Home » Clashes and Collisions » GCSE Poetry Revision | ‘August 6, 1945’ by Alison Fell

GCSE Poetry Revision | ‘August 6, 1945’ by Alison Fell

‘What have we done?’ – written by the co-pilot of the Enola Gay in his diary, as he witnessed the mushroom cloud of the atomic bomb spreading over Hiroshima.

August 6, 1945

In the Enola Gay
five minutes before impact
he whistles a dry tune

Later he will say
that the whole blooming sky
went up like an apricot ice.
Later he will laugh and tremble
at such a surrender, for the eye
of his belly saw Marilyn’s skirts
fly over her head for ever

On the river bank,
bees drizzle over
hot white rhododendrons

Later she will walk
the dust, a scarlet girl
with her whole stripped skin
at her heel, stuck like an old
shoe sole or mermaid’s tail

Later she will lie down
in the flecked black ash
where the people are become
as lizards or salamanders
and, blinded, she will complain
Mother you are late. So late

Later in dreams he will look
down shrieking and see


By Alison Fell

CONTEXT: The title of the poem indicates the date America dropped the first atomic bomb on Hiroshima. This unprecedented move by America is said by some to have ended WW2, however the poem itself explores the guilty conscience of those involved in the bombings and refers throughout to time passing, as each stanza begins with the word ‘later’. The poem is written from a retrospective point of view, yet begins moments before the bomb is dropped, when the world was still oblivious to the idea of atomic warfare.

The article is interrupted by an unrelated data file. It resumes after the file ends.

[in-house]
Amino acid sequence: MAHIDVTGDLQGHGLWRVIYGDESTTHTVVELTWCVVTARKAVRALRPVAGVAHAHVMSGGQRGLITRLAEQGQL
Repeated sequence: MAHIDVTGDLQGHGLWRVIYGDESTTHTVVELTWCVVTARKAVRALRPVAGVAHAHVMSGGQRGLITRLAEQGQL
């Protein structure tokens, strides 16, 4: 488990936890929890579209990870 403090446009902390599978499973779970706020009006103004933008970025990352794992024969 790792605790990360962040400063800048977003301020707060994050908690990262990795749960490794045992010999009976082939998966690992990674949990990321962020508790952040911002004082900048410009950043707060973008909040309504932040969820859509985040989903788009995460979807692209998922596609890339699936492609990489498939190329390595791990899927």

‘Enola Gay’ is the name of the  Boeing B-29 Superfortress plane carrying the atomic bomb ‘Little Boy‘, and was named by pilot Colonel Paul Tibbets after his mother. The bomb was uranium-based and was untested during the Manhattan Project, unlike the second bomb (‘Fat Man‘) that was plutonium-based, and was dropped on Nagasaki three days after the Hiroshima bombing.

In the poem, Fell explores two aspects of the bombing; the aerial view of the pilots as they watched the event from the plane and their subsequent feelings of detachment, and also the suffering of the victims on the ground from the radioactive fallout.

Fell uses vivid imagery to show the three deadly stages of the bombing. The first is the ‘blast’ which produced the mushroom cloud. This is curiously compared to the iconic image of Marilyn Monroe in her white dress as it gets ‘blasted’ by the air from the subway grating.